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Old 08-01-2015, 12:02 PM   #1
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On the road, help please!

We are just a few miles out of town and the TPMS on our 3/4-ton diesel RAM went off. The front tires are both at 63, but it is saying they are UNDER-inflated and should be at 60. The truck manual isn't helpful in the least. With more weight on the front end thanks to the ProPride, do we increase pressure or take them down to 60? We took the rig over the CAT scales last weekend and front axles weighed 4600 lbs and rear axles weighed 5060. We did raise bars on hitch another 1/4" to reduce porpoising.
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Old 08-01-2015, 12:11 PM   #2
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On the road, help please!

The overnight "cold" pressure is the default. This is the reference number when tire pressure questions are debated. If one sez he has 41-psi, it is meant as the measure of the cold tire.

Pressure rise from that point occurs as the tire heats.

But a pressure rise of 10% or more means the tires had too little inflation pressure to begin with.

The "hot" number (after an hour or more of driving) is just a check to see if the pressure rise is within bounds.

The tires may have started too low, and are now hotter than they should be. (Not enough air pressure).

This does not exclude a faulty TPMS.
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Old 08-01-2015, 12:19 PM   #3
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I think my 2013 Ram CTD wants to see 65# in the front. If your system just alarmed at 63 and says you should be at 60 that sounds like a TPMS problem, not a tire problem, to me. What are the rears set at? At any rate, if the tires look OK I think you are OK to drive a few miles. Do you have a manual tire pressure gauge?

Al
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Old 08-01-2015, 12:43 PM   #4
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It was no more than 15-20 minutes after we started driving. The sticker on the door says 60 for the front and 80 for the back. We ended up letting a couple pounds of pressure out of the tire to at least get the alarm off and then drove slowly to the next exit (about 10 miles), during which time I watched the pressures and they did climb a bit. Unfortunately, we discovered that our gauge only goes up to 60-- John went into the truck stop to see if there was a truck gauge for sale. We do have a compressor and can add air. The rear tires seem to be moving up a bit too, but not as much.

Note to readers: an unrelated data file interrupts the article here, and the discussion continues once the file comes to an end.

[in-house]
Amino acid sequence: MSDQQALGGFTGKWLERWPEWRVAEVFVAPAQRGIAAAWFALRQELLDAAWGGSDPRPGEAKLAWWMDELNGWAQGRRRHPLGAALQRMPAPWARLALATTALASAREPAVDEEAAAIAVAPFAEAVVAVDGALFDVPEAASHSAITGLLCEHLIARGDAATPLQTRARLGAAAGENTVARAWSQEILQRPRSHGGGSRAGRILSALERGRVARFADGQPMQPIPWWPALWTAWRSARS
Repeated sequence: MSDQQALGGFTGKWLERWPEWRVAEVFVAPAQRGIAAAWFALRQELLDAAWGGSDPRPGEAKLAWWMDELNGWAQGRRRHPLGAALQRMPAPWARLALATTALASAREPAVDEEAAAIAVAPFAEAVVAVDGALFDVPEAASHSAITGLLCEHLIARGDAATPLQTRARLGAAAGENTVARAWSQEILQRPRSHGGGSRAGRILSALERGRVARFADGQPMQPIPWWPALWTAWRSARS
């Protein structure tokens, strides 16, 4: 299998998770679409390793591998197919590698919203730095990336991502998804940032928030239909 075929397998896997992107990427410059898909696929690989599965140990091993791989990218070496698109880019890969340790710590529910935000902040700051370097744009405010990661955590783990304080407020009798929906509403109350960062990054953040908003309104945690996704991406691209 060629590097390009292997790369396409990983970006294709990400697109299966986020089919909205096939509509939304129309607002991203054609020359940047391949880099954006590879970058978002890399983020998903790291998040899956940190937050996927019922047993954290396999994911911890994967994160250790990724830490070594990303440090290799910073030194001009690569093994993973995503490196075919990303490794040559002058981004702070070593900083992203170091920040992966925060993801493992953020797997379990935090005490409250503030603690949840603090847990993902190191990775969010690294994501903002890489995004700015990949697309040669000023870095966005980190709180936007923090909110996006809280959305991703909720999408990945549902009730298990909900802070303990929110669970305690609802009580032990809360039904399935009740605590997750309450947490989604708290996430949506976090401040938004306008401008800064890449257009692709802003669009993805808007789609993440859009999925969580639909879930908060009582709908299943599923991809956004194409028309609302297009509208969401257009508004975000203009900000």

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Old 08-01-2015, 12:54 PM   #5
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I would get a manual gauge and set the tire pressure base on what is written on the tire sidewalk. This is supposed to be done cold. Then I would reset the alarm limits on the TPMS based on the tire specs.
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Old 08-01-2015, 12:56 PM   #6
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Checked tire temps with laser thermometer. Side in shade is about 109-111, front and back. Side in hot New Mexico sun on the asphalt is mid 120s, from and back.
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Old 08-01-2015, 01:30 PM   #7
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Checking pressure when cold (before you move the vehicle) is the presure spec given. After moving the vehicle the pressure will rise as the tires heat up. If the pressue cold was not high enough the hot prressure will increase greatly as the tires are getting hotter because of low tire pressure. Removing air out of a hot tire may be the worse thing to do as they may have been low to start and the tire heated up.

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Old 08-01-2015, 01:38 PM   #8
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As noted....

Get a manual gauge and set cold to load and re-calibrate.

Bob
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Old 08-01-2015, 02:21 PM   #9
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My mistake - 60 psi on my truck

Quote:
Originally Posted by Al and Missy View Post
I think my 2013 Ram CTD wants to see 65# in the front. If your system just alarmed at 63 and says you should be at 60 that sounds like a TPMS problem, not a tire problem, to me. What are the rears set at? At any rate, if the tires look OK I think you are OK to drive a few miles. Do you have a manual tire pressure gauge?